Oakmont Elementary School

Western Screech Owl (WESO)

Description: The Western Screech Owl is a small, nocturnal, woodland Owl of western North America and is one of the west's more common Owls at lower elevations. They are squat-looking Owls that sit erect, with their plumage fluffed out, feet and legs obscured, and distinct ear tufts raised. The iris is bright yellow and the bill is gray to black, with tufts of bristly feathers around its base. The facial disk is bordered by black. The toes are yellow.  Plumage is either mainly grayish or reddish-brown variegated dark and light, resembling a furrowed tree bark pattern. Adults have vertical patterning know as “streaking” while the juveniles have fuzzy, horizontal markings know as “barring.”  They use the variegated plumage as camouflage. When threatened, the bird stretches its body and tightens its feathers in order to look like a branch stub to avoid detection, but will take flight when it knows it has been detected.   

Size: Length 22-24cm. (Approx. 9.5” tall) Wing length 142-190mm. Weight 90-250g. Females are larger than males.

Habits: Nocturnal, with activity generally begining 20-30 minutes after sunset. Flight is noiseless with soft wingbeats and gliding. Will become motionless if disturbed at roost. Wings are broad and the head is held tucked in giving a flying bird a stubby appearance.

Voice: The male's most common call is a mellow, muted trill "hoo-hoo-hoo....", or bouncing ball song, that speeds up at the end, but maintains a constant pitch. It is given by the male during the mating and nesting seasons, but also during the autumn and winter. This call is primarily territorial in nature. A secondary song is a double trill of rapid bursts. Other calls are a soft "cr-r-oo-oo-oo-oo" given as a greeting call, and a sharp bark given when excited. Hear the WESO's call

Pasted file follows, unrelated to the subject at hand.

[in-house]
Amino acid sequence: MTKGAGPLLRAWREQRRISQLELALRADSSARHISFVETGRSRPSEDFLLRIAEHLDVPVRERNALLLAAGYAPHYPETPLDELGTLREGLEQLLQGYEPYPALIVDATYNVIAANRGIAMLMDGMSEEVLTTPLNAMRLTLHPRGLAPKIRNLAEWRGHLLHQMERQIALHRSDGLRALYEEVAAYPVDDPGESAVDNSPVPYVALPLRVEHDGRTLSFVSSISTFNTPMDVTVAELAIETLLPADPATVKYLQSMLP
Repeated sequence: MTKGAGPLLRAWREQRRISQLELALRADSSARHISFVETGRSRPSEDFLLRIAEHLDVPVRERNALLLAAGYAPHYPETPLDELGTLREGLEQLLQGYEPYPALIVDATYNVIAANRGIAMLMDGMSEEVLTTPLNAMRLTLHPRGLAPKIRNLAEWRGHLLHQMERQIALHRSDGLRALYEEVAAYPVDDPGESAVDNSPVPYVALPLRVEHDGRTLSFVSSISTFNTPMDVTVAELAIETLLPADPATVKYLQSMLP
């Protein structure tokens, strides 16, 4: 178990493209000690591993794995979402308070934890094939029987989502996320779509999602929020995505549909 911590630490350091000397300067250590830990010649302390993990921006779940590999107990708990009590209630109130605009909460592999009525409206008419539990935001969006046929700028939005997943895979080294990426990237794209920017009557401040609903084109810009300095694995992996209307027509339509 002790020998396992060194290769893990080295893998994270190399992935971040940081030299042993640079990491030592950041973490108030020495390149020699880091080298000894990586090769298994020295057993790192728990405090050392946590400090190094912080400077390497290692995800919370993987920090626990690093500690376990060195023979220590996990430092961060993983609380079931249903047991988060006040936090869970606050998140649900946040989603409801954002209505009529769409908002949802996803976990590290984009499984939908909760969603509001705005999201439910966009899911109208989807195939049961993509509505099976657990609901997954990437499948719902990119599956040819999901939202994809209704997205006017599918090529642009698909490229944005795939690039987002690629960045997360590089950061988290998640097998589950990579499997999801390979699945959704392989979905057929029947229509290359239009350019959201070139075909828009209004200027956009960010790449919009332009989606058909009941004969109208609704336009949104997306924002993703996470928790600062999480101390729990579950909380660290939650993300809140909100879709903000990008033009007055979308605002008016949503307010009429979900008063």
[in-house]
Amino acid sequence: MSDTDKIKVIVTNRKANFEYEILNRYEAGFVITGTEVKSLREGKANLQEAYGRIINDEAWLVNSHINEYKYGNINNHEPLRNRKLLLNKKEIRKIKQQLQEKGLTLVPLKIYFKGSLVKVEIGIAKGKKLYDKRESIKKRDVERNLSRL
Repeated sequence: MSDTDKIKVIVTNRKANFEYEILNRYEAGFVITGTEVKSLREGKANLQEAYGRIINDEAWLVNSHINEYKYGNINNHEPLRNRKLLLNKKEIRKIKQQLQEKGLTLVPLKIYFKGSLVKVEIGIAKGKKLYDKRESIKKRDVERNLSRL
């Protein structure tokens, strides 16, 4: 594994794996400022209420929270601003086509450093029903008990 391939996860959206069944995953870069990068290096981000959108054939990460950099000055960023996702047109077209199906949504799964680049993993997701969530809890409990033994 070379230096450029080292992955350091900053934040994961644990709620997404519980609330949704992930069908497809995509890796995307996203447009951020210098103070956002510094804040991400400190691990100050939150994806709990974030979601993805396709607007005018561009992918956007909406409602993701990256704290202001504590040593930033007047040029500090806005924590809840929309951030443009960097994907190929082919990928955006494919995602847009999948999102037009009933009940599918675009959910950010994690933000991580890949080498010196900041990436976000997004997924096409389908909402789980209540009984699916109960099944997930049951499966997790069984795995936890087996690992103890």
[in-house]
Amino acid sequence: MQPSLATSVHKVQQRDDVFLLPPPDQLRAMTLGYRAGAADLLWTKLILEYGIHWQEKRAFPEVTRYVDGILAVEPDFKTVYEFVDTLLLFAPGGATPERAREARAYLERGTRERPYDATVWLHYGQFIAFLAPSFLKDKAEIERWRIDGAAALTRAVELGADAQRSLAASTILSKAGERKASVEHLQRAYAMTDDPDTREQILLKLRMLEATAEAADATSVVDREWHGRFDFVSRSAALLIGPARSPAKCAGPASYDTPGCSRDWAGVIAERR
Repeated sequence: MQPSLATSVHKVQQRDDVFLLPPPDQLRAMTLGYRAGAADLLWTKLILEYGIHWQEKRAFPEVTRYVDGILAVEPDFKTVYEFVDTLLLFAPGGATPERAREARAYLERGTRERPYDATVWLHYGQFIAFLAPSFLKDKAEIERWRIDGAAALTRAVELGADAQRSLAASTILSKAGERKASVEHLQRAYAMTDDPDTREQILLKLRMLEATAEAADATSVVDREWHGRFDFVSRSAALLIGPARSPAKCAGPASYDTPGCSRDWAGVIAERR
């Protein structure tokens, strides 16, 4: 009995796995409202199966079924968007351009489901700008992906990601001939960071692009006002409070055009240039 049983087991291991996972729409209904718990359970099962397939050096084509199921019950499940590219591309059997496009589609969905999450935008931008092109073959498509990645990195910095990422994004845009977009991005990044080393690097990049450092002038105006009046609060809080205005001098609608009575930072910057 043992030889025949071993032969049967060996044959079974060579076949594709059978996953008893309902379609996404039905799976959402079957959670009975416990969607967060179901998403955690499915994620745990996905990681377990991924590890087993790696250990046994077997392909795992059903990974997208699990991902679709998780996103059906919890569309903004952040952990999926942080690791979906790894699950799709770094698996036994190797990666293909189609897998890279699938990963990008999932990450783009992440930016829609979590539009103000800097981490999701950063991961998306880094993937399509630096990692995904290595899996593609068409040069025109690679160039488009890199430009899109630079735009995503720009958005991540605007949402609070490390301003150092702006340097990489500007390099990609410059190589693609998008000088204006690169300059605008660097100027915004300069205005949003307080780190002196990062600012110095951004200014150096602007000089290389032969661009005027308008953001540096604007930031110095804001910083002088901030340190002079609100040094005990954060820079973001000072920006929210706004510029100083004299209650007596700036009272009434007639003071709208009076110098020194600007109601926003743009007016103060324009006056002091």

Hunting & Food: Hunts mainly from a perch in open woodlands, along the edges of open fields or wetlands, or makes short forays into open fields. They also capture flying insects on the wing. Small prey is usually swallowed whole on the spot, while larger prey is carried in the bill to a perch and then torn apart.
An extremely wide range of prey species is captured. The most favored prey are small rodents and deer mice, larger insects, or small birds depending on abundance. Prey species include shrews, insects (including beetles, larval moths & butterflies), small birds, pocket gophers, voles, salamanders, kangaroo rats, wood rats, pocket mice, bats, grasshopper mice, gophers, frogs, locusts, and scorpions, crayfish, worms, snails, small fish, poultry, and barnyard ducks.
Pellets are medium-sized, averaging about 3.8 by 1.9 centimetres (1.5 by 0.75 inches). They are compact, dark gray, ovals composed of fur, feathers, bones, teeth, and chitin. Two to four pellets are cast each day.

WESO Adult Mt. Baldy

WESO Adult Mt. Baldy

WSEO Baby Mt. Baldy

WSEO Baby Mt. Baldy

WESO Mt. Baldy with attitude!

WESO Mt. Baldy with attitude!

Photos courtesy of Pamela Kling